All of this is in context of what science can teach us about wine. Several well written studies have linked knowledge of the wine before tasting/smelling to what is experienced within the brain as viewed through a MRI machine. The classic study in this field was done with Coke/Pepsi. In a nutshell, tell the drinker what they are going to drink and, if they think they like it, their brain will process the experience differently. These influences can be color or perceived value (e.g. when tasting wine that a user thinks should taste good because of cost, the brain behaves differently).
So, do the board members who taste the wine and expect it to be great, experience something great? If so, is taste purely subjective? And thus, if one user likes our wines and posts and other follow does it mean anything?
Anyway, Parker's review are Friday. I look forward to sleeping again.
It is the time of year where we want to get a better handle of the new wines. We do this two ways - the fun one is tasting each barrel. One or two nights a week, we taste through barrels. Usually somewhere between 7 and 14. (No special reason on the number except that our maloactic testing is limited to 14 barrels a night.) Last night we tasted through the Fenaughty Vineyard Syrah. This was the first wine we made in our 4 ton open top oak fermentor. The wine was showing well - across all 7 barrels. (We didn't get 4 tons of grapes.) Our notes include: pepper, basil, BBQ/smoked meats, graphite, fresh off the tree cherries, medium to look finish and good balance. The wine tasted like it was just finishing up malos - will know more today.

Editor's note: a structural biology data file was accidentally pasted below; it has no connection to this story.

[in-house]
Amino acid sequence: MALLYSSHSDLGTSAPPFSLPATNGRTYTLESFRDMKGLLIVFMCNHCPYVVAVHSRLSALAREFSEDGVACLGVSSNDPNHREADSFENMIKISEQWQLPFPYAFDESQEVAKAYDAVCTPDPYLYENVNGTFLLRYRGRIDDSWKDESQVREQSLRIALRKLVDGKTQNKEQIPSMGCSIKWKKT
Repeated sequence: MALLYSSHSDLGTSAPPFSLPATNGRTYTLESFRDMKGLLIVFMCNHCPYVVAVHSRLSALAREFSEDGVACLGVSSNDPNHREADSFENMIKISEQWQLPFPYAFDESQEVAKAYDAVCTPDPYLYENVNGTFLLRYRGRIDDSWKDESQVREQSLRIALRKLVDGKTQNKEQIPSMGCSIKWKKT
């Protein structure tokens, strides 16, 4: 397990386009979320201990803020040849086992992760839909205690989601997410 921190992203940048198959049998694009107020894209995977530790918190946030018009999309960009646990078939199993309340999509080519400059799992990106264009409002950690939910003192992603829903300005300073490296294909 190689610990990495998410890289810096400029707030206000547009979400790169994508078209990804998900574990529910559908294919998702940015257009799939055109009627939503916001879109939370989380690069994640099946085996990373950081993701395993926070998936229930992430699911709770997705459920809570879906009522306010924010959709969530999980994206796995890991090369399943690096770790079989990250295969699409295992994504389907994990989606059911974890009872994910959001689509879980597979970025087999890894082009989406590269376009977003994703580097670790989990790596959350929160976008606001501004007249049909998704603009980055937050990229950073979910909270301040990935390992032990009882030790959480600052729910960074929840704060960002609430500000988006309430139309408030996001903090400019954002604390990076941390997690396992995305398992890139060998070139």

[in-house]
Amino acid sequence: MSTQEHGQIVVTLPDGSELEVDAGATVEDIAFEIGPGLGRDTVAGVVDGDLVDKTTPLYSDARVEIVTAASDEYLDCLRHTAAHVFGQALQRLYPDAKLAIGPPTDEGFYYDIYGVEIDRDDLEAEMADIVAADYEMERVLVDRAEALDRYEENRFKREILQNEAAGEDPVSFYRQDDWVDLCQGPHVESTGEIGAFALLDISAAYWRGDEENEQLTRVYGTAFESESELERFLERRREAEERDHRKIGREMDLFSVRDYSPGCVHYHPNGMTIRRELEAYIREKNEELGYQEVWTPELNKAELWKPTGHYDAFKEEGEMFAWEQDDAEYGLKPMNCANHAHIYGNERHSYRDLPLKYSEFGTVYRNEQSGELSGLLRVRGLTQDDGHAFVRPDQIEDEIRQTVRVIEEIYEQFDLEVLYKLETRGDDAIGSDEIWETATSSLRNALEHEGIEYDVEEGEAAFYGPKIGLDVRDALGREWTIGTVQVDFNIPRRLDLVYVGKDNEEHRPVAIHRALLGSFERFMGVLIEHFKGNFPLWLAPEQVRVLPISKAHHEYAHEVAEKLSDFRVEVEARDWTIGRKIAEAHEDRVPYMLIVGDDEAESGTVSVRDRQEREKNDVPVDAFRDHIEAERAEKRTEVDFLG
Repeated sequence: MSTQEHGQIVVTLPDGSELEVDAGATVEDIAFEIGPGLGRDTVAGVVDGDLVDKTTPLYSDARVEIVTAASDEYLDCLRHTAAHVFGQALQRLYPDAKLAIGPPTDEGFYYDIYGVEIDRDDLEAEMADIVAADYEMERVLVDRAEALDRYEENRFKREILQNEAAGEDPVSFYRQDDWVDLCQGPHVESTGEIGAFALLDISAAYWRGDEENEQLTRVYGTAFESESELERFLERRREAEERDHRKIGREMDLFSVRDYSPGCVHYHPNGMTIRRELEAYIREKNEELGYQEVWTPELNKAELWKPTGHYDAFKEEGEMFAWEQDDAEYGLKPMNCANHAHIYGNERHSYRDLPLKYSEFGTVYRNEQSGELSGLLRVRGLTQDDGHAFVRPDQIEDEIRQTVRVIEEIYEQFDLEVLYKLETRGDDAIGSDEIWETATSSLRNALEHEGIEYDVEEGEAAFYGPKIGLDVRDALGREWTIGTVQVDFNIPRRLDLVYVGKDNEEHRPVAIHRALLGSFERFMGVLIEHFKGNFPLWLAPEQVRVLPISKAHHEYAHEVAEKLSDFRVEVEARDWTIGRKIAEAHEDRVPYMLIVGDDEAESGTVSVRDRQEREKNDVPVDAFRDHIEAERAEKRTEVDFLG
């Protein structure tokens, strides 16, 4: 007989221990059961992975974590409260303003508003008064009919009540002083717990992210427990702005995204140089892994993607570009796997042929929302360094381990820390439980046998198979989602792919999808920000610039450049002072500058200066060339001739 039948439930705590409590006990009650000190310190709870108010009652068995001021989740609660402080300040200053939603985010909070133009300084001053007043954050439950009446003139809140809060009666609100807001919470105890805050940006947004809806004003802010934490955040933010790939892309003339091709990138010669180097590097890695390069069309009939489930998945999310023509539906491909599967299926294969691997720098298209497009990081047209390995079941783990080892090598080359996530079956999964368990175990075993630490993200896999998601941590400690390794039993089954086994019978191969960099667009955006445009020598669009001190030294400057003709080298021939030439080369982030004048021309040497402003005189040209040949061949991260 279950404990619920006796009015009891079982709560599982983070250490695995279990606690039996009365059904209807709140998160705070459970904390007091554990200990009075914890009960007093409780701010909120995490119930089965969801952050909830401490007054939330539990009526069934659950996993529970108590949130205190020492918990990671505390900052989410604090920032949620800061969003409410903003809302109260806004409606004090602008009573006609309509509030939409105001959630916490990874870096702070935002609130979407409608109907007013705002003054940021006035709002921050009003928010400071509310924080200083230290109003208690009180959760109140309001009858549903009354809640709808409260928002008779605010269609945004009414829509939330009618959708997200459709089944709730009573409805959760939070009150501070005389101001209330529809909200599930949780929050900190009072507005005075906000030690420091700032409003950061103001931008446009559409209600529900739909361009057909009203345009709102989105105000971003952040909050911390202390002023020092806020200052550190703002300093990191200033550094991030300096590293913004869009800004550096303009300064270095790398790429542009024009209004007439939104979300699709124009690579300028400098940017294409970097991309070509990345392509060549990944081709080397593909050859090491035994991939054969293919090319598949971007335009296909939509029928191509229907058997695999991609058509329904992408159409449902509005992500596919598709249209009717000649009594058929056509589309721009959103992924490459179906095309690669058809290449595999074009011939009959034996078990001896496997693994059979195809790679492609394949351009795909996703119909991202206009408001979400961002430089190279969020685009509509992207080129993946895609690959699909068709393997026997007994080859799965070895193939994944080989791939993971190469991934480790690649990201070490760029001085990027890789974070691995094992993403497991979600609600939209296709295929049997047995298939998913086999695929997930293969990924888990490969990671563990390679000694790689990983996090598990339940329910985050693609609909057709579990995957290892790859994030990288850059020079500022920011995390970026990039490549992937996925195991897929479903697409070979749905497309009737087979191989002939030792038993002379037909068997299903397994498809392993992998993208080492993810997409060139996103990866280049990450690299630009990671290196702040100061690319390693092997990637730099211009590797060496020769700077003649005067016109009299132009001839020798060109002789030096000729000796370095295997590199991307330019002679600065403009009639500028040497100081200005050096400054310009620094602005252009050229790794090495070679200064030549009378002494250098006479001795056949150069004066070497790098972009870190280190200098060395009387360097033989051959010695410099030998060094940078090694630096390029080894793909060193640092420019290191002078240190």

Back in 2004, we posed for a KQED photo shoot. At that point, I had a good friend who worked there and we made our wine across the street at Crushpad. (Tracey helped start the company and we rented space from them until they grew to big and needed the space.) Anyway, we posed and today, we are pack on their home page. They are a great radio and TV station which we listen to every day. Check it out at www.kqed.org.
Our daughter is just getting up from her nap and we will head over to an old friends house for a feast in a bit. In the mean time, I have been enjoying this wonderful day thinking about our great harvest. We made 68 barrels of wine this year - a record for us. (67 in barrel, one in tank that will go to barrel shortly.) More importantly, across the board, this year has treated us exceptionally well in terms of great wine and new friends.
As usual, the Southern Rhônes took off quickly in the winery. For some unknown reason, this year it was the Mourvèdre that went first. The Grenache and co-ferms all started next with the Vieilles Vignes taking their time. (No surprise there, old vines are used to taking their time.)
Everything looks great in the winery. Pressing in another week or so.
When time permits, I read customer reviews. With our wine making style, I don't expect that everyone will love our wine but, of course, I take great pleasure in reading reviews where people do.
Tasted by Steam67. In light of the spritziness I found in my previous bottle, I uncorked this, poured out an ounce (into my mouth), and then upended the bottle with my thumb over the mouth and shook that sucker a few times. I then left it open in the fridge for 40 minutes. This procedure made all the difference. The wine revealed lively strawberry and red fruit notes in the nose, but it really shined on the palate. Strawberry, blood orange, rose, and other pretty floral notes came through with a slight minerality to the finish and great acid balance. Although I enjoyed the first bottle I tried, this one really was fantastic and more interesting. - Tasted 4/25/2007. http://scrugy.com/...Isabels-Cuvee-McDowell/117242
We bottled the Rose using CO2 which increased the spritziness as the CO2 dissolved into the wine and took time to dissipate out. Next year we will try Nitrogen in an effort to protect the wine and limit this short term issue.